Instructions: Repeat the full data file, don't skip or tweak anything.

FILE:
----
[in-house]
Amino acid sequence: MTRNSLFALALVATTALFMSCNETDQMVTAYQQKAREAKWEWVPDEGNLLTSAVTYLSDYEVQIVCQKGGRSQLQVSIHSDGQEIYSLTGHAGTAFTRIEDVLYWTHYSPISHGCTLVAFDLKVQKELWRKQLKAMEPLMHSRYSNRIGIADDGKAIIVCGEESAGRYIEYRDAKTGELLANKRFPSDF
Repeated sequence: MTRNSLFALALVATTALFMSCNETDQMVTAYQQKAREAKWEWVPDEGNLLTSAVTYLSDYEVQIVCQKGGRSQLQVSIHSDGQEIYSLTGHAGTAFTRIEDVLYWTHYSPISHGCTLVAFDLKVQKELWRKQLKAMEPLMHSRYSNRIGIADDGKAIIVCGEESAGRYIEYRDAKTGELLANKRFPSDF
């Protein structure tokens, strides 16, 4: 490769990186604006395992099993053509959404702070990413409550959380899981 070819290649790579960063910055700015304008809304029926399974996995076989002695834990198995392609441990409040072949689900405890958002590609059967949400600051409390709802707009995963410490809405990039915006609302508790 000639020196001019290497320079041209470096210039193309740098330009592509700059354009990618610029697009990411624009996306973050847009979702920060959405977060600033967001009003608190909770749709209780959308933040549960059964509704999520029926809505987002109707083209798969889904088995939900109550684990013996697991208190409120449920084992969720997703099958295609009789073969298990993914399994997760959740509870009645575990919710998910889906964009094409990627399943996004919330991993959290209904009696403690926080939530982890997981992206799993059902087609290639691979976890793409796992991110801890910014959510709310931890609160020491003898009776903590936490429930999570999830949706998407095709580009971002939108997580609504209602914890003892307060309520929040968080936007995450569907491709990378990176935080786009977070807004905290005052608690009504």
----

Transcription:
[in-house]
Amino acid sequence: MTRNSLFALALVATTALFMSCNETDQMVTAYQQKAREAKWEWVPDEGNLLTSAVTYLSDYEVQIVCQKGGRSQLQVSIHSDGQEIYSLTGHAGTAFTRIEDVLYWTHYSPISHGCTLVAFDLKVQKELWRKQLKAMEPLMHSRYSNRIGIADDGKAIIVCGEESAGRYIEYRDAKTGELLANKRFPSDF
Repeated sequence: MTRNSLFALALVATTALFMSCNETDQMVTAYQQKAREAKWEWVPDEGNLLTSAVTYLSDYEVQIVCQKGGRSQLQVSIHSDGQEIYSLTGHAGTAFTRIEDVLYWTHYSPISHGCTLVAFDLKVQKELWRKQLKAMEPLMHSRYSNRIGIADDGKAIIVCGEESAGRYIEYRDAKTGELLANKRFPSDF
């Protein structure tokens, strides 16, 4: 490769990186604006395992099993053509959404702070990413409550959380899981 070819290649790579960063910055700015304008809304029926399974996995076989002695834990198995392609441990409040072949689900405890958002590609059967949400600051409390709802707009995963410490809405990039915006609302508790 000639020196001019290497320079041209470096210039193309740098330009592509700059354009990618610029697009990411624009996306973050847009979702920060959405977060600033967001009003608190909770749709209780959308933040549960059964509704999520029926809505987002109707083209798969889904088995939900109550684990013996697991208190409120449920084992969720997703099958295609009789073969298990993914399994997760959740509870009645575990919710998910889906964009094409990627399943996004919330991993959290209904009696403690926080939530982890997981992206799993059902087609290639691979976890793409796992991110801890910014959510709310931890609160020491003898009776903590936490429930999570999830949706998407095709580009971002939108997580609504209602914890003892307060309520929040968080936007995450569907491709990378990176935080786009977070807004905290005052608690009504």